3D printing most of the components gave us the ability control where everything goes in the rocket as well as how the rocket behaves during its flight. The nose cone was designed to house the payload and also designed to come off to release the parachute. The fins at the bottom contained the rocket motor and lid into the body of the rocket, which was a fancy cardboard tube, and had plenty of room to house the parachute and fit the nose cone payload on the top.

The payload was an opportunity to test almost everything that was going to go up in the balloon. It also allowed us to change, remove and add certain components to figure out the best devices to use in our balloon payload.


Our payload contained: a micro-controller (Intel® Edison), 9 Degrees of Freedom (9DoF), barometer and an SD card. This payload was the very first prototype of all of the essential electronics, helping us to test some of the logging  software, to understand the type of data we receive and indicated that it all works together.

While an unfortunate break in solder prevented us from saving the data onto the SD card on the first launch, after much probing around with a multimeter and double-checking the code we managed to fix the problem, and successfully got it going on the 2nd launch. Facing challenges like this out on the field was daunting, but ultimately gives us the experience of debugging and solving problems on the fly, and preparing us for similar situations if something were to go wrong at the balloon launch.

Andrew Wilkie (left) and Jeremy Mann prepare the rocket for launch. – Lake Ginninderra, ACT (666 ABC Canberra: Louise Maher)

We also had the privilege of being interviewed by Louise Maher from the ABC. To listen to the interview or find out more, go here.

After several delays the rocket was launched by student Madeleine Mackey. - Lake Ginninderra, ACT (666 ABC Canberra, Louise Maher)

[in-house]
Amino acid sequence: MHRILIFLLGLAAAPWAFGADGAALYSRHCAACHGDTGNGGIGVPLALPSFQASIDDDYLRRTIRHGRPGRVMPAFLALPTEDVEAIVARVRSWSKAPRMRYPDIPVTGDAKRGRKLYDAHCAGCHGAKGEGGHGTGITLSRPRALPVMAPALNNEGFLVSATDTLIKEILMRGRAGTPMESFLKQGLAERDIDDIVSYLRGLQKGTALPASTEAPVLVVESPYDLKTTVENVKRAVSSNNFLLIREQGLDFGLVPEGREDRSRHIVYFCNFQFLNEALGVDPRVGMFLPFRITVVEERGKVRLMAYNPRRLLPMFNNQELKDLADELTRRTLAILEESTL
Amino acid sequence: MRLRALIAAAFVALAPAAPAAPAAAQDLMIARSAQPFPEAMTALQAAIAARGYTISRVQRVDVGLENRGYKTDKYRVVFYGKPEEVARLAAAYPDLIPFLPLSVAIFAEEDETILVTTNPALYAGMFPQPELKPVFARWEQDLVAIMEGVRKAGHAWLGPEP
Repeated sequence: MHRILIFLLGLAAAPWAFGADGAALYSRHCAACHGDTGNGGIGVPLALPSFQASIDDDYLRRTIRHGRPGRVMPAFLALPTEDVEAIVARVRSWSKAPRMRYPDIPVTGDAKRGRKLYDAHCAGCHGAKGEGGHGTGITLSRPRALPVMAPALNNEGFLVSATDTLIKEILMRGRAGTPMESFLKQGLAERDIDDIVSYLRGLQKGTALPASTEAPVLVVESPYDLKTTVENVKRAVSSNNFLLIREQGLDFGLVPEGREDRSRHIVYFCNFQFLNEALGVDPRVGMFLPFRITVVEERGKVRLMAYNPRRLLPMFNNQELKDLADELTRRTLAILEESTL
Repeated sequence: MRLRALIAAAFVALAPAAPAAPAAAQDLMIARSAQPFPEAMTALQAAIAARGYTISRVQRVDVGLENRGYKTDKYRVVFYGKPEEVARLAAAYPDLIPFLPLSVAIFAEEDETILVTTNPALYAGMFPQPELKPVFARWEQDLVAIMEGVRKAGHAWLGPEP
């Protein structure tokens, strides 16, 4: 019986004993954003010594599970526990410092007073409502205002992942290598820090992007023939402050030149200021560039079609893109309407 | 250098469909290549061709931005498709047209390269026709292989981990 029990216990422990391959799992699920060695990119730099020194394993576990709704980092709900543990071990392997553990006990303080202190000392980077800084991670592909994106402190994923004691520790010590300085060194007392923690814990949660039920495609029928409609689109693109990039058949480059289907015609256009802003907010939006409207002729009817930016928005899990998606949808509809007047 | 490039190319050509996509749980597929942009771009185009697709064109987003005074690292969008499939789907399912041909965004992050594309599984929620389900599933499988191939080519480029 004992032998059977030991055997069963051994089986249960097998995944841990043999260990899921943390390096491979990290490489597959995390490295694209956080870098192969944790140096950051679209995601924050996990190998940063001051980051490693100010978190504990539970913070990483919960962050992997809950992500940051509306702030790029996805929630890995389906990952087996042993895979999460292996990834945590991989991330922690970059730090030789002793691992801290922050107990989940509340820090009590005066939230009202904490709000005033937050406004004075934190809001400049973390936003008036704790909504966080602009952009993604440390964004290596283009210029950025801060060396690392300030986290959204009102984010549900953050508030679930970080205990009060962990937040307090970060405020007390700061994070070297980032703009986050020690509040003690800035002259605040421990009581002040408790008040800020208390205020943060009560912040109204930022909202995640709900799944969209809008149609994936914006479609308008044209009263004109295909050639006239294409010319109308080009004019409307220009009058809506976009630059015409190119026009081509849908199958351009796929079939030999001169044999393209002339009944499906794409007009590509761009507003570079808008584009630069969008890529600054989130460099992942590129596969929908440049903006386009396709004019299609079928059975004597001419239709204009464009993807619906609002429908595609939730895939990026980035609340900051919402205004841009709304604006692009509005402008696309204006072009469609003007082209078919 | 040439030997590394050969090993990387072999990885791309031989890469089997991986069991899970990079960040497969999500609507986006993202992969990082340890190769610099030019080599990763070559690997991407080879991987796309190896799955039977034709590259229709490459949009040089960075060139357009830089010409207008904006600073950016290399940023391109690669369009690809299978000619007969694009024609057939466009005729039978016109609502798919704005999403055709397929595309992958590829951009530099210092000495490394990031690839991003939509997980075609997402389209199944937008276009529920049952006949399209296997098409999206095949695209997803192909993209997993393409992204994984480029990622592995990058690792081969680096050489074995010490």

After several delays the rocket was launched by student Madeleine Mackey. – Lake Ginninderra, ACT (666 ABC Canberra, Louise Maher)
dsc_00982_moment2                            ezgif-com-rotate

The rocket launch gave us a clear picture of the work that still needed to be completed and how tough this project might actually be, especially trying to balance school and work. But we are on track; our logging software complete, steering algorithm basically done and the circuit board being soldered up this week. We will be ready to launch in under 32 days.



YICTE – Young ICT Explorers. YICTE is a competition run all around Australia getting students who love ICT and anything in general apply their knowledge and abilities to solve real world issues.

PCB Design

We decided to make this project extra special by design almost everything from scratch, this includes the circuit board.

Circuit Design

Circuit Design

Building a circuit take quite a bit of time and effort. A schematic has to be constructed – which is a diagram showing the links between all of the electronics. A prototype should be built and tested, the schematic refined and then finally the PCB (Printed Circuit Board) designed and manufactured. With our project the schematic has already been designed and shouldn’t vary too much.

Below is the schematic that our circuits will be based upon. It is a little messy but it visually shows us the connections between the components as well as which components will be on the PCB and which components will be off the board, but still connected to it in some form.


From here the plan is to turn this schematic or into a PCB design file. This will allow us to to send to board to a company to be manufactured. This will allow our project have a small circuit board no too much larger than the micro-controller itself. All of these little things combined will help ensure the project has a high standard, has a small mass and has everything we require without anything too big  or unnecessary.

Setting Up the Code

Setting Up the Code

We’ve started working on the data logging side of the software, and a working prototype will be complete – of both software and hardware – in time for our YICTE competition entry. We have decided on using C++ and Arduino as the programming languages for the software. […]